Content marketing has taken the marketing industry by storm over the past few years, and as a result, we’ve seen an astronomical increase in the amount of content produced and posted online. Everyone was quick to jump on the content marketing bandwagon, lured in by the promise of an engaged audience and the opportunity to stand out above their competitors. However, with all the excitement, oftentimes you find the core purpose of content marketing lost, and strategy buried in the shuffle.
At Zion & Zion, we’re always keeping an eye on the latest trends and turning tides throughout the marketing industry. More and more, it’s becoming clear that content marketing is increasingly linked to content fatigue, a phenomenon that every marketer should be aware of.
What is content fatigue?
Before you can work to avoid content fatigue, it’s helpful to understand what it is.
The amount of information online continues to increase. Meanwhile, the amount of time we have to consume this information isn’t getting any longer—in fact, it’s shrinking, as users spend more time divided between various apps. At the center this comes content fatigue; there’s too much to read, too much to consume, and not enough time to do it. For content creators, this means your audience could very well be burnt out before they even get a chance to read your content. Of course, this doesn’t just apply to blogs—content also includes images, social posts, podcasts, and more.
As the above graph displays, the majority of a content marketer’s audience is still within the zone indicated with the green dotted line, wherein consumers are exposed to up to 1,000 pieces of content a day and still have a high chance of interacting with it. However, as the quantity of content increases, the relative chance that the audience will interact with the content decreases rapidly.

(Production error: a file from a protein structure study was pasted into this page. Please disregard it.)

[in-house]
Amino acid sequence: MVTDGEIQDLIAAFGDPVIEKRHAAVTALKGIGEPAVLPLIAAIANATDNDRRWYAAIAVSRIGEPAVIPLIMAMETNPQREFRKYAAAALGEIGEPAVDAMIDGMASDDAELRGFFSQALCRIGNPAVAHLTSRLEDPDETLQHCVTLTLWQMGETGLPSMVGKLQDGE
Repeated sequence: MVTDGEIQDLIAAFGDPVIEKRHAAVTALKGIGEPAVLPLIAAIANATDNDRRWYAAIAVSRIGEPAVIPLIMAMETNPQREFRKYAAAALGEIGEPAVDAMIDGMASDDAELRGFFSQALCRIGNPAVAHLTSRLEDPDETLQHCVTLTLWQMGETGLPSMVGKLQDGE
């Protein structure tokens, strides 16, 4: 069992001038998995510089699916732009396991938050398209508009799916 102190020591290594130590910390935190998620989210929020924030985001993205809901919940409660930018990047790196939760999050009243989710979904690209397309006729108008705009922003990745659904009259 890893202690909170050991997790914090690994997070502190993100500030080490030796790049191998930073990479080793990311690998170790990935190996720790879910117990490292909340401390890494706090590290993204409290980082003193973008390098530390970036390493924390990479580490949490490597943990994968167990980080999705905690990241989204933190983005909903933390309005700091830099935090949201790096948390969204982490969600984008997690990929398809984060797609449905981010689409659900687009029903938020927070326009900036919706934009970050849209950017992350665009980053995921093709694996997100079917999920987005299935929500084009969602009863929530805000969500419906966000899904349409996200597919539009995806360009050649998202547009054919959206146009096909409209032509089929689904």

Since content marketing shows no signs of slowing down, it’s almost inevitable that we’ll reach the point of no return, where it won’t be enough to just publish your content and expect your audience to respond.
So, what can I do about content fatigue?
The idea of content fatigue can sound bleak. But, fear not. Not all hope is lost for content creators. There are several key steps you can take to make sure your valuable content doesn’t get lost in the shuffle or disregarded by weary content consumers. At Zion & Zion, we implement all of the following steps to guarantee our content makes an impact.
Find your niche
Finding a niche for your content is a great way to separate it from the crowd. Of course, that may seem easier said than done, especially if you’re writing for a large industry. However, no matter what industry you’re in, there’s sure to be something unique that you, or the brand you’re creating content for, bring to the table.
Are you an expert in your field? Do you have a perspective no one shares? Think about how your life experiences can help shape your role as a content creator. If you’re writing on behalf of a brand, think about how that brand’s unique selling proposition can manifest itself though the content you create. Keeping a unique, yet valuable, angle in mind when creating content can carve out your niche and give your audience a reason to keep coming back.
Keep a goal in mind
Your content should be created for a purpose. Whether it’s to improve SEO, increase conversions, or other metrics, creating content around a specific purpose helps cut down on the flow of purposeless content that floods the web. At each step of your content creation process, from brainstorming to publishing, you should keep your desired outcome in mind.